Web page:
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Theater Review: A musical made for artists … ‘An American in Paris’

by Matt Roseboom
"An American in Paris" Touring Company. Photo by Matthew Murphy.

“An American in Paris” Touring Company. Photo by Matthew Murphy.

By Quinn Roseboom

“An American in Paris” is a graceful musical filled with art, ballet and romance. The story is a bit cliché, but it’s otherwise a beautiful production.

The setting is Paris, 1945, at the end of the Second World War. American soldiers are headed home, except for Jerry Mulligan (Garen Scribner), who, by walking around Paris for a few hours, has decided to stay in France to pursue a life as an artist. He goes to a cafe and by chance meets a fellow ex-soldier named Adam (Etai Benson), and a Frenchman whose family owns the cafe, Henri (Nick Spangler). They quickly become friends and through a series of circumstances involving a job working on a new ballet, all fall for the same girl. The girl, Lise (Sara Esty), is to be the star of a new ballet which Adam is writing, Jerry is designing and Henri’s parents are funding, alongside another contributor, Ms. Davenport (Emily Ferranti). Throughout the production, the love triangle gets more and more complicated and culminates in the final product of the ballet and Lise’s final choice.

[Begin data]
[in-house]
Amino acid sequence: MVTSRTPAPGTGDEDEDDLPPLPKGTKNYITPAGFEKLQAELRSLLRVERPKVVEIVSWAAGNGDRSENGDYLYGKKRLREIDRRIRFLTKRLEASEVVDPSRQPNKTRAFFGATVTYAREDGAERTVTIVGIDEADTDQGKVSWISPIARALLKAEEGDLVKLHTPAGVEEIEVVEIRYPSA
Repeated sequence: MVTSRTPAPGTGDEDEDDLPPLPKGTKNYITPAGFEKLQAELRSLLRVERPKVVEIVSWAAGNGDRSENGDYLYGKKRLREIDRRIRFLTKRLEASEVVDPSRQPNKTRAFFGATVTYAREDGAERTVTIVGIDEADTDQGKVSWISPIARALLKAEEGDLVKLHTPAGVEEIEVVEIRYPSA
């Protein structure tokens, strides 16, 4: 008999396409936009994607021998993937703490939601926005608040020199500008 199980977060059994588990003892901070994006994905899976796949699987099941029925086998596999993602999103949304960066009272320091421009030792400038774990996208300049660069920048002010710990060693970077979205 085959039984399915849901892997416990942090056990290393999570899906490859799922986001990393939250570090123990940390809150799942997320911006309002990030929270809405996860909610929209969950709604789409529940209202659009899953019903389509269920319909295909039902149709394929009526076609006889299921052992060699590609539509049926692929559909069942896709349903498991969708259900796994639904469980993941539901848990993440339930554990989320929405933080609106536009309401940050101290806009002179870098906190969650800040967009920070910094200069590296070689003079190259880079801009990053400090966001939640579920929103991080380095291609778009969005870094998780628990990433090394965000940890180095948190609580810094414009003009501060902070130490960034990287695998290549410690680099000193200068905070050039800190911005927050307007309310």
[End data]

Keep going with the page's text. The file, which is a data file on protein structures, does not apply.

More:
Sara Esty and Garen Scribner in "An American in Paris". Photo by Matthew Murphy.

Sara Esty and Garen Scribner in “An American in Paris”. Photo by Matthew Murphy.

I loved the set design. With the use of projection and set pieces, along with the gracefulness of the dancing, everything seemed to transition smoothly with very few abrupt changes in setting. Much of the more literal sets also had elements to them which transitioned into geometric forms which suggested we were no longer watching real people, but a more dream-like painting come to life. If you’re someone who doesn’t like much dancing or would rather be shown things more literally – in other words, a more straightforward storyline and approach – this definitely isn’t the production for you.

Personally I thought the story wasn’t the best, since it seemed to follow the cliché love triangle trope, but everything else about this show was breathtaking to watch and hear. Art lovers everywhere will fall in love with the music and visuals, I know I was mesmerized.

“An American in Paris” is now playing at the Dr. Phillips Center for the Performing Arts in downtown Orlando through Dec. 18. For more information and tickets, visit drphillipscenter.org.

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1 comment

Chris P. December 14, 2016 - 3:25 pm

I liked it. However,
I felt it was about 10 or 15 minutes too long. Also some of the humor seemed to play better to the people in the front rows; who could see facial expressions.

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